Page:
Turkey has been struggling with femicide for years, and now as Turkey withdraws from the Istanbul Convention, women are at greater risk with increasing femicide rates.
The Istanbul Convention Adopted by the Council of Europe structures and encourages the state to prevent violence against women, protect victims, and prosecute the perpetrators. Turkey signed The Istanbul Convention on May 11, 2011.
“Our Platform was founded in 2010, and our data shows that 2011 is the year with the lowest femicide rates,” says Nurşen İnal, a member of the We Will Stop Femicide Platform and Women’s Council in Turkey.
“This collected data shows that when the government says I won’t forgive violence against women, and I won’t tolerate it, the society receives the message, and perpetrators understand they won’t get away with it,” says Inal. “The implementation for the Istanbul Convention has been insufficient; hence the femicide rates have started to rise again.”
Turkey’s presidential decree announced the withdrawal from The Istanbul Convention on March 20. The Council of Europe criticized the decision as it endangers women, especially at a time when femicide and other forms of violence against women are on the rise in the country.
According to the collected data from the We Will Stop Femicide Platform in 2020, 300 women were murdered by men, and 171 were found dead suspiciously. So far in 2021, 79 women have been victims of homicide by men, and 45 have been suspiciously found dead.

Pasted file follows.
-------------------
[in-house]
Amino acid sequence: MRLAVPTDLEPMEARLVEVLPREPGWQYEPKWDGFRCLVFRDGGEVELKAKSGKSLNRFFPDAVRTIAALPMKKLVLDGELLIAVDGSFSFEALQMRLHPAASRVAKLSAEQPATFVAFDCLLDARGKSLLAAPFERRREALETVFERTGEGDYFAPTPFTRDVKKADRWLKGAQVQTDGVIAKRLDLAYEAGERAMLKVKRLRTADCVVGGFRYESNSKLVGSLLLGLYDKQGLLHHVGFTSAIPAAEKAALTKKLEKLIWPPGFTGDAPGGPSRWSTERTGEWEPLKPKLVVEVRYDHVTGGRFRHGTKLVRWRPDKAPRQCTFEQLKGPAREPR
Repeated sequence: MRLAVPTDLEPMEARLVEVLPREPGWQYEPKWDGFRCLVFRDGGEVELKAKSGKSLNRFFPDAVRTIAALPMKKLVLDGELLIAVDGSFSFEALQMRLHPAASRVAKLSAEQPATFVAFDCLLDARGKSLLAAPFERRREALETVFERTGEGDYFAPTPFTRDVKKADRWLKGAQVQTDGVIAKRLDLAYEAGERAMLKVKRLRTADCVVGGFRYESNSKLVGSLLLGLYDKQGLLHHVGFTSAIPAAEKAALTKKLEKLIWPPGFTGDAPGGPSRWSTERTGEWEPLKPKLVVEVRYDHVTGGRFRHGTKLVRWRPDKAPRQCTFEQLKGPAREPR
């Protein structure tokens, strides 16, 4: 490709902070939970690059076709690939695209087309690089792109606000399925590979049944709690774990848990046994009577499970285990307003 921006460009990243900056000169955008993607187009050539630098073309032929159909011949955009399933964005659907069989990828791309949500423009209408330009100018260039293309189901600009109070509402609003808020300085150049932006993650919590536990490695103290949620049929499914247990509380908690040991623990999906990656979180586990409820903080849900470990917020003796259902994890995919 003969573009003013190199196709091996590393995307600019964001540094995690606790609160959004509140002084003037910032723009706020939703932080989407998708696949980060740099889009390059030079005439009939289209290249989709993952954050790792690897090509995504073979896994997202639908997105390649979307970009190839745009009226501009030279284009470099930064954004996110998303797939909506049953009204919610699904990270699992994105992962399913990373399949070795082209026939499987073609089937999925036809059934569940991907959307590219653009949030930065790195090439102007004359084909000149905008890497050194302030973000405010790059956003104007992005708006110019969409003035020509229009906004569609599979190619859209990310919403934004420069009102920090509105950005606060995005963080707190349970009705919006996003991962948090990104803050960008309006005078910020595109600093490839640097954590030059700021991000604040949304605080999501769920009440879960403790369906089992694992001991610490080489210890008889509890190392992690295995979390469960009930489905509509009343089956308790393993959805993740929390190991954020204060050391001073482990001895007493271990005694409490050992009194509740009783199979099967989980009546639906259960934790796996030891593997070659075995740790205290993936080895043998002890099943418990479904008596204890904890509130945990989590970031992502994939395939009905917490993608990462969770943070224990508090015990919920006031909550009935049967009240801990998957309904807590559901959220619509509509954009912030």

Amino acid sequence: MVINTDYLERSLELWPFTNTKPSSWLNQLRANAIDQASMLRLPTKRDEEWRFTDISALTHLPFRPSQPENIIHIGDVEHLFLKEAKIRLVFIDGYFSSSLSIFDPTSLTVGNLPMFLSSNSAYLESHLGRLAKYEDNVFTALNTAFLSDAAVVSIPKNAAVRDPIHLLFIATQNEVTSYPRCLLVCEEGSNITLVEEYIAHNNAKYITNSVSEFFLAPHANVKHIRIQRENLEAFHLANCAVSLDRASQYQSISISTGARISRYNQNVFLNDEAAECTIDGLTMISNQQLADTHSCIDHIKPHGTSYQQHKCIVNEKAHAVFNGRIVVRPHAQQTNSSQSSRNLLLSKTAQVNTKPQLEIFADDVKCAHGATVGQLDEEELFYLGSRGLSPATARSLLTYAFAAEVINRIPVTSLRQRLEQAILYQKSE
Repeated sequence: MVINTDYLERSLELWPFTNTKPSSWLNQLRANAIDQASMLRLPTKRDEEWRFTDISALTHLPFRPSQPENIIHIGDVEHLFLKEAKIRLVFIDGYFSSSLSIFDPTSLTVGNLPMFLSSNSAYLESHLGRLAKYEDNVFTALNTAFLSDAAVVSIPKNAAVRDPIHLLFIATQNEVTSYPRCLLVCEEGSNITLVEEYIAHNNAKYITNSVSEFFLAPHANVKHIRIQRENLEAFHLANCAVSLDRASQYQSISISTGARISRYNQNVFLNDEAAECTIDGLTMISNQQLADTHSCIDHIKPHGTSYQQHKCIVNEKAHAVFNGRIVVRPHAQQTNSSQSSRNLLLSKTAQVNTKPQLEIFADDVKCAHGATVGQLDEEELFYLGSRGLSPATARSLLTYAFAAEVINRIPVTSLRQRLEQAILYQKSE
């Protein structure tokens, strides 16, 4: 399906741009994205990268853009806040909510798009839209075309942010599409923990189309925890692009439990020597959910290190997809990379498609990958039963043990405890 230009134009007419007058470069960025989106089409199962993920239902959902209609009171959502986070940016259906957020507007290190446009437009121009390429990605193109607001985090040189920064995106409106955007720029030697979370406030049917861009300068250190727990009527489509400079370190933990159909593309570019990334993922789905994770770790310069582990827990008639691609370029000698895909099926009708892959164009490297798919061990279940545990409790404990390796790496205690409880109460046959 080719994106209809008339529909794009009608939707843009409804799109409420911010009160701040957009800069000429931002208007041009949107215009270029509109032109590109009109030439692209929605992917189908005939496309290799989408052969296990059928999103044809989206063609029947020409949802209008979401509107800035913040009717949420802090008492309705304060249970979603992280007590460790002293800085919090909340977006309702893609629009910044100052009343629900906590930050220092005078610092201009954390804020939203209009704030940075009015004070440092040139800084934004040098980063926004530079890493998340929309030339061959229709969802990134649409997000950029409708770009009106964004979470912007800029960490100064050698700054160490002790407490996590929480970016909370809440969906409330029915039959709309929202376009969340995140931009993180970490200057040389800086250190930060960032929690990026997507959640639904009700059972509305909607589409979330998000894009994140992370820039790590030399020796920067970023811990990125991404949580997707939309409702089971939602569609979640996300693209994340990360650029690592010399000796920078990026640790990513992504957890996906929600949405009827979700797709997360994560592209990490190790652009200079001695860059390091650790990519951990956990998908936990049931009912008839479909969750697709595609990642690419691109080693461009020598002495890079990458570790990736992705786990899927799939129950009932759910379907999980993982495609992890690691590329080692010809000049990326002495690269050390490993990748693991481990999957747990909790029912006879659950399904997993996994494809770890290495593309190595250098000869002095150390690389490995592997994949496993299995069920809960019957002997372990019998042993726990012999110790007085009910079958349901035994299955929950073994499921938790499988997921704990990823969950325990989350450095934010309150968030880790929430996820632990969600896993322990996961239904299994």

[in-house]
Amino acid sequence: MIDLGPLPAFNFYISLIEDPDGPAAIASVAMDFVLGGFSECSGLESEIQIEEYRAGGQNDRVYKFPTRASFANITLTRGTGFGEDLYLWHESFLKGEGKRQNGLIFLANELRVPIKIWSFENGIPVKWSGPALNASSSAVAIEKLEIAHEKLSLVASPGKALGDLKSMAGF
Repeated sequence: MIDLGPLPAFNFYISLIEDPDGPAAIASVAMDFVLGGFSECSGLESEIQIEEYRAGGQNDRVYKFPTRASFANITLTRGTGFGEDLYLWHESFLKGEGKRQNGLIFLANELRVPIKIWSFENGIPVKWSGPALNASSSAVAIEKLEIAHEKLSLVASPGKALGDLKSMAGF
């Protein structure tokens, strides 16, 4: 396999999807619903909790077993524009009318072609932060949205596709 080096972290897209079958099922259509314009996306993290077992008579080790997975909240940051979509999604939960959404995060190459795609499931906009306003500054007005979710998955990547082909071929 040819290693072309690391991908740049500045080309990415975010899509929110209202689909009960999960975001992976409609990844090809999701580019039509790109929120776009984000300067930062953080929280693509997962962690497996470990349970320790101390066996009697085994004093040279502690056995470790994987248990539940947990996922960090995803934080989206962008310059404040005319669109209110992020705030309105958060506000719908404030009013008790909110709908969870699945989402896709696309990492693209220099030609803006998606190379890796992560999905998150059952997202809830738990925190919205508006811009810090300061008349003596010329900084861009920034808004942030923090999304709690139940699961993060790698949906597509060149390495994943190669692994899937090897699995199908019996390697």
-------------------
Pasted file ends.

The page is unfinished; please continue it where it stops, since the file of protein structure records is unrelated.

Victims are commonly murdered by someone they are close to in femicide cases.
“According to our data, women are mainly murdered when they are at the divorce stage and primarily by firearms,” says İnal. “They are primarily murdered in their own homes, which should have been the safest place for them.”
The fundamental reasons for femicide in Turkey are patriarchy, the inequality between men and women, lack of economic freedom, and individual armament.
“We’ve requested so many times that authorities protect the women who are on the stage of divorce and ban individual armament,” says İnal. “If they have done that, the femicide rates would be dropped halfway.”
Women ought to be self-sufficient to protect themselves from violence. “Our statistics indicate that 11 per cent of the women in Turkey have reported violence before, and these are women who have economic freedom,” says İnal. “The women who can afford their own life tend to resist violence more, that’s why it’s significant for women to be empowered.“